“To the dear memory of Katharine Caroline, 2nd wife of Hugh Lupus first Duke of Westminster and daughter of the 2nd Baron Chesham, born Dec. 3rd 1857, died Dec. 19th 1941” and underneath” Melissa read aloud, her voice losing her usual cockney tinge, and sounding proper and precise “her ways are ways of gentleness and all her paths are peace.”
“Sounds a bit boring” she told me, “I bet her husband was more exciting.”
“She lived a long time.”
“And gentle and peaceable the whole time, how dull. I bet she wasn’t, not really, she was probably a horror, in her own set of rooms, making her children’s lives a misery, and then when they had died, their children.”
I laughed, slightly shocked at Melissa’s disrespect for the dead.
“They probably killed her in the end; banged her on the head with a spade when she was doing the gardening.”
“At least it was quick.”
“Not that quick”.
The fence is larger than when Melissa and I had visited almost thirty years ago, or perhaps I am older and less athletic, certainly there is no way that I can climb over it now, and there is a faint humming coming from it, suggesting it is electrified; perhaps our incursion all those years ago had caused them to bolster their security. I am wearing wellington boots, remembering how muddy it was on our last trip, but it is much drier this time, and come to think of it, it hasn’t rained much this holiday, and the paths had been improved with gravel added. With a shock I realise that I have not done this walk since that Boxing Day so many years ago, and yet that day seems so recent, as if I could touch it and be back with Melissa, the succeeding years disappearing into oblivion.
And now I am lost, I don’t remember that happening last time; it had been an easy walk; just following the river, until we reached Aldford, but now the path stops suddenly at a fence, with “Agricultural Land. Please Keep Out” written on it. A cow stops her grazing to stare at me curiously. I wonder what has happened and if the village is cut off from me, like Eden. Frustratedly I retrace my steps until I see another path leading away from the river, which I follow less than hopefully. The path becomes concrete and there are “Private” signs on my right, and a cottage, which seems familiar, and then there is the small, hump-backed bridge that I remember us walking over, which lead us onto more land owned by the Grosvenor family.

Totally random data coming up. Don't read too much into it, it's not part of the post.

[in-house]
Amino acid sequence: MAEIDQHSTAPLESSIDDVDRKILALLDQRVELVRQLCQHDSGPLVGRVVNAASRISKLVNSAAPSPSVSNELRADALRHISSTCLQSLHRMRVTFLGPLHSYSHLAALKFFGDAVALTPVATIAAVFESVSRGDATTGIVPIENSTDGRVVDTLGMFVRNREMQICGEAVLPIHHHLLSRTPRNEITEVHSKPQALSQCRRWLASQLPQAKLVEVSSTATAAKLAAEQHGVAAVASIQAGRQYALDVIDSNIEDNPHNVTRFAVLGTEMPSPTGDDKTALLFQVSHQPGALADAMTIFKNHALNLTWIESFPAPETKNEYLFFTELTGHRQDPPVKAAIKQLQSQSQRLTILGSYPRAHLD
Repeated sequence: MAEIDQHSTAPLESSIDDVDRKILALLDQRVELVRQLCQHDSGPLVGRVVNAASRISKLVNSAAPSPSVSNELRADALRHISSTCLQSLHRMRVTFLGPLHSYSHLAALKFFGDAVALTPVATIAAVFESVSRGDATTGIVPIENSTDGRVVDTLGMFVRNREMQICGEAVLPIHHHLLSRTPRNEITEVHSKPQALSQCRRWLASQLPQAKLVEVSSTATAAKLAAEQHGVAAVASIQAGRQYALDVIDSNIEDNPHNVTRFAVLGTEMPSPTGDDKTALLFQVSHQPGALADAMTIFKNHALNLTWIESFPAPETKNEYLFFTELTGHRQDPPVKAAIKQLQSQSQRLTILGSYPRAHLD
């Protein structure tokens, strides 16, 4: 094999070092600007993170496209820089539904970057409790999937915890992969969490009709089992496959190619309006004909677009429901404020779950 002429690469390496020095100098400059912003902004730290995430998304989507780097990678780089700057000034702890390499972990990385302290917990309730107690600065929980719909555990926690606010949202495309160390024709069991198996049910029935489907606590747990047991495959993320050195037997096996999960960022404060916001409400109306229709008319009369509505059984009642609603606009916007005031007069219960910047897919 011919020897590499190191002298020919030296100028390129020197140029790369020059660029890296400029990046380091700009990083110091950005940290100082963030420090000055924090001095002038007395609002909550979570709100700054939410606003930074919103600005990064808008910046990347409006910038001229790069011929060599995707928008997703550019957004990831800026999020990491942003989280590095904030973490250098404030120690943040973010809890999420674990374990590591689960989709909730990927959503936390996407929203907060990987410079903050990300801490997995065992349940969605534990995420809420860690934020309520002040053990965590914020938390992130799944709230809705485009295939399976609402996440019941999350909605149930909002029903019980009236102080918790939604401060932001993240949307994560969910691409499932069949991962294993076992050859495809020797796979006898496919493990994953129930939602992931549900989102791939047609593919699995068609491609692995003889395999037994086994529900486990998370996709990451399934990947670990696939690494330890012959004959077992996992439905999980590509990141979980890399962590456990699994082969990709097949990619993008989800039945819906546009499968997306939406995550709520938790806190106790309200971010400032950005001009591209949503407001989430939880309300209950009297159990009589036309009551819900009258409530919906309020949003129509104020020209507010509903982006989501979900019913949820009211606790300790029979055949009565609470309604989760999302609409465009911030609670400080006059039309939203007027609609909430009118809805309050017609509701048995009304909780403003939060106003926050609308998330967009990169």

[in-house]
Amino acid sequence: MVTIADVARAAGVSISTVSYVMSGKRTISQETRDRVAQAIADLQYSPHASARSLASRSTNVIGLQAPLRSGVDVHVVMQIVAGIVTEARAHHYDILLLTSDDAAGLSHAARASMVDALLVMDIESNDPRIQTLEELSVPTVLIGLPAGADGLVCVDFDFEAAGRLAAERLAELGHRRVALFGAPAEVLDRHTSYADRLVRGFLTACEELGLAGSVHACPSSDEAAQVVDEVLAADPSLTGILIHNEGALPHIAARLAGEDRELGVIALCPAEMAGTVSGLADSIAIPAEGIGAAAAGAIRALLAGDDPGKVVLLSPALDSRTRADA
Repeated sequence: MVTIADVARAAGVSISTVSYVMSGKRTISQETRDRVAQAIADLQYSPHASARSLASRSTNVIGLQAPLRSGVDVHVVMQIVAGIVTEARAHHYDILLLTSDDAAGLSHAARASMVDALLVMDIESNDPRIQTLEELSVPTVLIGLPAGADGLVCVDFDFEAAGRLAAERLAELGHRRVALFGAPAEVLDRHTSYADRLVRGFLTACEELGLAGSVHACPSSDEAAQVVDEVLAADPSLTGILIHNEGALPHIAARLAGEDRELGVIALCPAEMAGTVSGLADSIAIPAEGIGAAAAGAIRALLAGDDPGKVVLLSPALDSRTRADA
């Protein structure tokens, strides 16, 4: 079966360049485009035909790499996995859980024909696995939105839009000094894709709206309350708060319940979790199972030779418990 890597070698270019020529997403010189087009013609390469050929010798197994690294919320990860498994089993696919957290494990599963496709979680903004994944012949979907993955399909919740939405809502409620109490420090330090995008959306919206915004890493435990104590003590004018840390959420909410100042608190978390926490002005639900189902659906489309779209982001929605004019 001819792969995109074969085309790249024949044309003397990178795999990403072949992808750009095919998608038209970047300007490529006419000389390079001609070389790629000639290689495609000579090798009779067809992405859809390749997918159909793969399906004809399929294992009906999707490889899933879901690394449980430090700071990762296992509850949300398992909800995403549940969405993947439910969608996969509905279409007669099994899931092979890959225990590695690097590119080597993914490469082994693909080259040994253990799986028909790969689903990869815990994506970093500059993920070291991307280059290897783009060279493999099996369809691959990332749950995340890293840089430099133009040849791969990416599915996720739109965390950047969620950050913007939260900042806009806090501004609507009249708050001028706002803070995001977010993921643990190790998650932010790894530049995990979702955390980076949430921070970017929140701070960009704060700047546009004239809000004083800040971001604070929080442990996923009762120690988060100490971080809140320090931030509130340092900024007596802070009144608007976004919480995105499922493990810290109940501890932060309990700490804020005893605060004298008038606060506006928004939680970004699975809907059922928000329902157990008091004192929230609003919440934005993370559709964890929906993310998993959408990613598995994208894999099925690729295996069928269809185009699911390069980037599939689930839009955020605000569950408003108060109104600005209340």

We were quiet as we followed the tree-lined path, slightly awed and not sure where we going, but then we were out in the open and for a moment the Winter sun dazzled us and we both shielded our eyes. There was a church ahead of us, outlined against the white sky, and we headed towards it and behind the church we discovered a village, which proved to be Aldford, a Victorian model village built by Sir Richard Grosvenor, 2nd Marquess of Westminster about a hundred years earlier.
We wandered around the church for awhile; admiring the stained-glass windows and the memorials (more Grosvenor family dead) and then, tiring of holiness, we explored the village itself, which consisted of large houses with extensive gardens, and then further out farms.
“Would you like to live here?” I asked her.
“Eaton Hall maybe, but I am not sure about this village. I imagine that it would get dull pretty quickly, although it does look lovely, and much quieter than Liverpool.”
Just as we were beginning to get tired and hungry, we came upon a small courtyard and there was a small café, which doubled up as a bakery. I ordered coffee and tea cakes.
“What a beautiful village” Melissa said to the old man who served us.